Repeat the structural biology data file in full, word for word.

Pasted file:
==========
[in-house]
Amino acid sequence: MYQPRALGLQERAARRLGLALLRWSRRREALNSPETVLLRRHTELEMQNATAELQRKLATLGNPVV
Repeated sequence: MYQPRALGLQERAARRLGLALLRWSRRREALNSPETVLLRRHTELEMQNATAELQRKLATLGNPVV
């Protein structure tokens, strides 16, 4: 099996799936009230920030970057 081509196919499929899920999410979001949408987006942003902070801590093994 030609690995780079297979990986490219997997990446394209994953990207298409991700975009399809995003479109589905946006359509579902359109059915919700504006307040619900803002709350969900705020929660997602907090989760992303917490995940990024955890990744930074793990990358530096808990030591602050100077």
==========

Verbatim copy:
[in-house]
Amino acid sequence: MYQPRALGLQERAARRLGLALLRWSRRREALNSPETVLLRRHTELEMQNATAELQRKLATLGNPVV
Repeated sequence: MYQPRALGLQERAARRLGLALLRWSRRREALNSPETVLLRRHTELEMQNATAELQRKLATLGNPVV
């Protein structure tokens, strides 16, 4: 099996799936009230920030970057 081509196919499929899920999410979001949408987006942003902070801590093994 030609690995780079297979990986490219997997990446394209994953990207298409991700975009399809995003479109589905946006359509579902359109059915919700504006307040619900803002709350969900705020929660997602907090989760992303917490995940990024955890990744930074793990990358530096808990030591602050100077």